Act 2, Scene 3
A room in Olivia’s house.
- Enter Sir Toby and Sir Andrew.
Sir Toby2 - 3
- Approach, Sir Andrew. Not to be a-bed after midnight is to
- be up betimes, and “deliculo surgere,” thou know’st—
Sir Andrew4 - 5
- Nay, by my troth, I know not; but I know, to be up late is
- to be up late.
Sir Toby6 - 9
- A false conclusion. I hate it as an unfill’d can. To be up
- after midnight and to go to bed then, is early; so that to
- go to bed after midnight is to go to bed betimes. Does not
- our lives consist of the four elements?
Sir Andrew10 - 11
- Faith, so they say, but I think it rather consists of eating
- and drinking.
Sir Toby12 - 13
- Th’ art a scholar; let us therefore eat and drink. Marian, I
- say, a stoup of wine!
- Enter Clown.
- Here comes the fool, i’ faith.
Feste16 - 17
- How now, my hearts? Did you never see the picture of “we
- Welcome, ass. Now let’s have a catch.
Sir Andrew19 - 25
- By my troth, the fool has an excellent breast. I had rather
- than forty shillings I had such a leg, and so sweet a breath
- to sing, as the fool has. In sooth, thou wast in very
- gracious fooling last night, when thou spok’st of
- Pigrogromitus, of the Vapians passing the equinoctial of
- Queubus. ’Twas very good, i’ faith. I sent thee sixpence for
- thy leman; hadst it?
Feste26 - 28
- I did impeticos thy gratillity; for Malvolio’s nose is no
- whipstock. My lady has a white hand, and the Mermidons are
- no bottle-ale houses.
Sir Andrew29 - 30
- Excellent! Why, this is the best fooling, when all is done.
- Now a song.
- Come on, there is sixpence for you. Let’s have a song.
- There’s a testril of me too. If one knight give a—
- Would you have a love-song, or a song of good life?
- A love-song, a love-song.
- Ay, ay. I care not for good life.
Feste36 - 42
- O mistress mine, where are you roaming?
- O, stay and hear, your true-love’s coming,
- That can sing both high and low.
- Trip no further, pretty sweeting;
- Journeys end in lovers meeting,
- Every wise man’s son doth know.
- Excellent good, i’ faith.
- Good, good.
Feste45 - 51
- What is love? ’Tis not hereafter;
- Present mirth hath present laughter;
- What’s to come is still unsure.
- In delay there lies no plenty,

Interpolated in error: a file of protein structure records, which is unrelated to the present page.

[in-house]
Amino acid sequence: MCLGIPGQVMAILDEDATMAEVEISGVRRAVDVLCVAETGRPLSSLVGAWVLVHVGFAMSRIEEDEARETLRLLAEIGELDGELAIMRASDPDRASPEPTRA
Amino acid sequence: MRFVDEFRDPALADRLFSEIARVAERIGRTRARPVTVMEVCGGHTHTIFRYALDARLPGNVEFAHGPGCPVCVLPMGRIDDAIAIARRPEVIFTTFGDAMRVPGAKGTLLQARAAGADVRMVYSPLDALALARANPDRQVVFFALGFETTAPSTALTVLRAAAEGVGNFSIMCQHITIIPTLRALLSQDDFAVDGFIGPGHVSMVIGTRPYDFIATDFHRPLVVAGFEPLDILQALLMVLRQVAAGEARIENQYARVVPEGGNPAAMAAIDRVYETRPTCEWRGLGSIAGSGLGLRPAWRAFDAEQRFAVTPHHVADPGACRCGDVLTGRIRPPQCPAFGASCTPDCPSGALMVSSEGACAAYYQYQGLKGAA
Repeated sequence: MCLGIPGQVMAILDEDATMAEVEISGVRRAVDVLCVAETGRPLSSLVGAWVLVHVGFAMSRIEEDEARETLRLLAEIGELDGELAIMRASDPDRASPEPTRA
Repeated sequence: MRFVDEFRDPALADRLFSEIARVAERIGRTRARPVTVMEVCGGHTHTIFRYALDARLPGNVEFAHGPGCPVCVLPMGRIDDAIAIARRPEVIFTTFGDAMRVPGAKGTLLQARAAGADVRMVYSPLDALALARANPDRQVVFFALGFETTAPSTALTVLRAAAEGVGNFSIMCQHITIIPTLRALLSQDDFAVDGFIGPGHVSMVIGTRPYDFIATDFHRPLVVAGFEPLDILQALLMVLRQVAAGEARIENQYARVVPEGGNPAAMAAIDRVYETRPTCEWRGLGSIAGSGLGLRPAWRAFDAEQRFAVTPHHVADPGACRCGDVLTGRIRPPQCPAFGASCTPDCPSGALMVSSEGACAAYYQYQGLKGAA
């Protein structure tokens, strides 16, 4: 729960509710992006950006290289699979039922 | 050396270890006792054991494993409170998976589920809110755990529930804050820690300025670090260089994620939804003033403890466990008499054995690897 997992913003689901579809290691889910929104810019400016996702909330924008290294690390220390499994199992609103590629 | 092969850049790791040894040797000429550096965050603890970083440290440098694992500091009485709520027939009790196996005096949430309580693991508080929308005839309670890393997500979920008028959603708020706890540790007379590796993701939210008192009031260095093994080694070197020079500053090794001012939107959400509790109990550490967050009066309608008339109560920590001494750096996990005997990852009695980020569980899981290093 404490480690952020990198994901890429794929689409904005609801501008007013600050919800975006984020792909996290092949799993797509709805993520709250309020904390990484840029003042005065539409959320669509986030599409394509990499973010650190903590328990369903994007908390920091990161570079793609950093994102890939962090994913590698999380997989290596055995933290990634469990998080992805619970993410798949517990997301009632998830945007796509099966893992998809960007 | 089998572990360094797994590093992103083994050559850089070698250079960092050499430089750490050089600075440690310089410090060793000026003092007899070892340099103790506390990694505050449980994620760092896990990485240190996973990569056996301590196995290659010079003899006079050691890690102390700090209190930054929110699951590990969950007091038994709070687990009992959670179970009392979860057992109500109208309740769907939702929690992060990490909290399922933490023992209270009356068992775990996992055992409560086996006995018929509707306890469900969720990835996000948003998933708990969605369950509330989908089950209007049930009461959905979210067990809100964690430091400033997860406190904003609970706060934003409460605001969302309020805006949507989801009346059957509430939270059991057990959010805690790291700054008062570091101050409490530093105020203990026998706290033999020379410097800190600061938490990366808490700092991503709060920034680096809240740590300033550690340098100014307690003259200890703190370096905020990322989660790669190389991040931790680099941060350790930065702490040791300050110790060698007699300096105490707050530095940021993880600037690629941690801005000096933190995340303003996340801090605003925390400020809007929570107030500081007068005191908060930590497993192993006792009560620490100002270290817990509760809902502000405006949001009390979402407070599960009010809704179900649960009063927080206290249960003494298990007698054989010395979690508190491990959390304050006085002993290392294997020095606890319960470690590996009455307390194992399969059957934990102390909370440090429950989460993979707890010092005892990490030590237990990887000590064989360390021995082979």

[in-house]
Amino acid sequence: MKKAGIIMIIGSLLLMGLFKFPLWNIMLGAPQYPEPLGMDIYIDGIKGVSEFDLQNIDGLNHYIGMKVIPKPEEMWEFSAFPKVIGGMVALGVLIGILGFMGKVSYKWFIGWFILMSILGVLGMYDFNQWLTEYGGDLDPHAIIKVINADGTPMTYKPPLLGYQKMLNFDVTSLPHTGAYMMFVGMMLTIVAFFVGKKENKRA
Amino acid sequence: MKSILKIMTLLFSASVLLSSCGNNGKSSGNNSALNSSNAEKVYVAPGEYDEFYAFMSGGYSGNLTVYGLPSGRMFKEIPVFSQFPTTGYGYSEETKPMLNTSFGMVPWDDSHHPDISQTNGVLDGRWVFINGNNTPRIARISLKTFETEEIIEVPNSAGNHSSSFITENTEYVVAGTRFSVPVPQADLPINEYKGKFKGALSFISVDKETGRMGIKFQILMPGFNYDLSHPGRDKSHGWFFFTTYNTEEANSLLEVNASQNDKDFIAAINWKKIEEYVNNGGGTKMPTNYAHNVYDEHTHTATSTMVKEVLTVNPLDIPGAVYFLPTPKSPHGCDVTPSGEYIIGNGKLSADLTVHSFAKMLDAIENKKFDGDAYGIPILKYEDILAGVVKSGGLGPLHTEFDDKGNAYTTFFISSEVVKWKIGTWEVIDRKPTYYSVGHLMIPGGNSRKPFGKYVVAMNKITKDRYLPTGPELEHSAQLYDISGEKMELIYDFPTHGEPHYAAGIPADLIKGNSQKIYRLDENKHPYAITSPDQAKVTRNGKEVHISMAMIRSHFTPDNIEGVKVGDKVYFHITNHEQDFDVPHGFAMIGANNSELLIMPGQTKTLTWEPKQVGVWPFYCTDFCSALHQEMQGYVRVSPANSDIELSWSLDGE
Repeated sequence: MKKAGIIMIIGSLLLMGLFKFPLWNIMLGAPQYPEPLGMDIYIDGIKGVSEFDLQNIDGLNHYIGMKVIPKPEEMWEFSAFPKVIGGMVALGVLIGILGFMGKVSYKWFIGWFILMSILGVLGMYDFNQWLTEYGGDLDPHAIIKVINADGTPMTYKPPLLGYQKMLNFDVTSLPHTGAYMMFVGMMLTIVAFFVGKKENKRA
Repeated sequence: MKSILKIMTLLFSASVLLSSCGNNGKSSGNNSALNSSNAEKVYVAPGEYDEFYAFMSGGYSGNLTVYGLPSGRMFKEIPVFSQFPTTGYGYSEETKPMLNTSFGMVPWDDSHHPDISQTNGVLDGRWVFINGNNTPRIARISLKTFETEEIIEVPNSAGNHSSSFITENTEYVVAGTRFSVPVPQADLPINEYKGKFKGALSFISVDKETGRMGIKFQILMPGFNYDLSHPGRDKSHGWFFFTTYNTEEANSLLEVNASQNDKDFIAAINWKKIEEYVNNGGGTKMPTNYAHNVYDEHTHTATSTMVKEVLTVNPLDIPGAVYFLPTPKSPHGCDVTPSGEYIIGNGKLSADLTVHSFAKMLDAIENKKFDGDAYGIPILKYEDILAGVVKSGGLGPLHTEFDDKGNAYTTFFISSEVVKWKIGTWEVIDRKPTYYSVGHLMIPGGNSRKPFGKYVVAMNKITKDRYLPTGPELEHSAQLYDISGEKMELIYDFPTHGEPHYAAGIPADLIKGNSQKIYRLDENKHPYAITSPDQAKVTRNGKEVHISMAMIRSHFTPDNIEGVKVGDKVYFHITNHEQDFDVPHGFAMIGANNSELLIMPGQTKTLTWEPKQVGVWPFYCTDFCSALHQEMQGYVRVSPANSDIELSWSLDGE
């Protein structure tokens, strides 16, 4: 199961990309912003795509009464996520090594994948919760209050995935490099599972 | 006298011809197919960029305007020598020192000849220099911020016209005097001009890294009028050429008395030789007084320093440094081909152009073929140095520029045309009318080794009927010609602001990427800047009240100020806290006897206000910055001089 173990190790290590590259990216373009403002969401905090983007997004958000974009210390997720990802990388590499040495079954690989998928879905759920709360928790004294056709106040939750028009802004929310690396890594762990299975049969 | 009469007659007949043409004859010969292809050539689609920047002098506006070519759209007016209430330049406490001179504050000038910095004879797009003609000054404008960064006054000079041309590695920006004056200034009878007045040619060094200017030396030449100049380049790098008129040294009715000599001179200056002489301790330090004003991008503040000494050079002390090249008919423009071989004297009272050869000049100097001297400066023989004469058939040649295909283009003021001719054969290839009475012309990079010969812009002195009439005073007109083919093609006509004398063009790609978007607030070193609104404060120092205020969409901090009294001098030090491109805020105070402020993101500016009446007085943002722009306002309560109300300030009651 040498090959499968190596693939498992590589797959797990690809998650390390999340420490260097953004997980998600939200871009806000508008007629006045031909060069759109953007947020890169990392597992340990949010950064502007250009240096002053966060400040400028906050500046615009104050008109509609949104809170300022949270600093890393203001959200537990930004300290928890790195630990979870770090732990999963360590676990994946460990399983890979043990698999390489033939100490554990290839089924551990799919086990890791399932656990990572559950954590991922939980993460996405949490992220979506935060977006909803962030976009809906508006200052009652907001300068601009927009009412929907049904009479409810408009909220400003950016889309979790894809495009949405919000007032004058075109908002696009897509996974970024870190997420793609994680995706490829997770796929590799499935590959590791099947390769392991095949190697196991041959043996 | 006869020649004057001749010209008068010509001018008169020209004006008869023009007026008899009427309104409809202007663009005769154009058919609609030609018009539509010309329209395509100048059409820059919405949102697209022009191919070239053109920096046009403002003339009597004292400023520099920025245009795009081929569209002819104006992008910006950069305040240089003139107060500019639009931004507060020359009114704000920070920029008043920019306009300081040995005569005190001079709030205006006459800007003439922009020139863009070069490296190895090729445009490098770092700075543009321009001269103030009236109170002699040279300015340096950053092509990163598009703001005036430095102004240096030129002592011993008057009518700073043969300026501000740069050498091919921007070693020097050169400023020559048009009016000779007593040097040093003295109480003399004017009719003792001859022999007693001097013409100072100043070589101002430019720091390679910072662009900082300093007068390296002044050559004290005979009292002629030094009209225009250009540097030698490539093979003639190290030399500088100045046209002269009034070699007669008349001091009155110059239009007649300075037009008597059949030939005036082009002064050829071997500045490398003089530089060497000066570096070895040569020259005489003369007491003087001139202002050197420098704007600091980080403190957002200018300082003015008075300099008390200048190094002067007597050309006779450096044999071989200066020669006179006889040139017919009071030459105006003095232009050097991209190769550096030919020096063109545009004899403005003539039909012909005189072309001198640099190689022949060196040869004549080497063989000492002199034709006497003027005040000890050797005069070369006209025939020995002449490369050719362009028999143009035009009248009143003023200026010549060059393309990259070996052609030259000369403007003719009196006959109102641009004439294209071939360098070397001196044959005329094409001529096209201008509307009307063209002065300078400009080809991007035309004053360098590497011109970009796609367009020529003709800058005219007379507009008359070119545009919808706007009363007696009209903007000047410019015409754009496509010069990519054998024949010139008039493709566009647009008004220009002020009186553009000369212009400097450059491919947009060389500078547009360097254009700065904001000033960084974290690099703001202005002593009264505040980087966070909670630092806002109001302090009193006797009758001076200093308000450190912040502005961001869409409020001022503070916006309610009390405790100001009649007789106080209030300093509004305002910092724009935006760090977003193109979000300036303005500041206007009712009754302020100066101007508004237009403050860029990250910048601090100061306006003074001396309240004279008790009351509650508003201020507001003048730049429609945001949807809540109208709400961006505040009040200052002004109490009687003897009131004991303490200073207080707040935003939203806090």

- Then come kiss me sweet and twenty;
- Youth’s a stuff will not endure.
- A mellifluous voice, as I am true knight.
- A contagious breath.
- Very sweet and contagious, i’ faith.
Sir Toby55 - 58
- To hear by the nose, it is dulcet in contagion. But shall we
- make the welkin dance indeed? Shall we rouse the night-owl
- in a catch that will draw three souls out of one weaver?
- Shall we do that?
- And you love me, let’s do’t. I am dog at a catch.
- By’r lady, sir, and some dogs will catch well.
- Most certain. Let our catch be “Thou knave.”
Feste62 - 63
- “Hold thy peace, thou knave,” knight? I shall be constrain’d
- in’t to call thee knave, knight.
Sir Andrew64 - 65
- ’Tis not the first time I have constrain’d one to call me
- knave. Begin, fool. It begins, “Hold thy peace.”
- I shall never begin if I hold my peace.
- Good, i’ faith. Come, begin.
- Catch sung.
- Enter Maria.
Maria70 - 72
- What a caterwauling do you keep here! If my lady have not
- call’d up her steward Malvolio and bid him turn you out of
- doors, never trust me.
Sir Toby73 - 80
- My lady’s a Cataian, we are politicians, Malvolio’s a
- Peg-a-Ramsey, and
- “Three merry men be we.”
- Am not I consanguineous? Am I not of her blood? Tilly-vally!
- “There dwelt a man in Babylon, lady, lady.”
- Beshrew me, the knight’s in admirable fooling.
Sir Andrew82 - 83
- Ay, he does well enough if he be dispos’d, and so do I too.
- He does it with a better grace, but I do it more natural.
Sir Toby84 - 85
- “O’ the twelfth day of December”—
- For the love o’ God, peace!
- Enter Malvolio.
Malvolio88 - 93
- My masters, are you mad? Or what are you? Have you no wit,
- manners, nor honesty, but to gabble like tinkers at this
- time of night? Do ye make an alehouse of my lady’s house,
- that ye squeak out your coziers’ catches without any
- mitigation or remorse of voice? Is there no respect of
- place, persons, nor time in you?
- We did keep time, sir, in our catches. Sneck up!
Malvolio95 - 100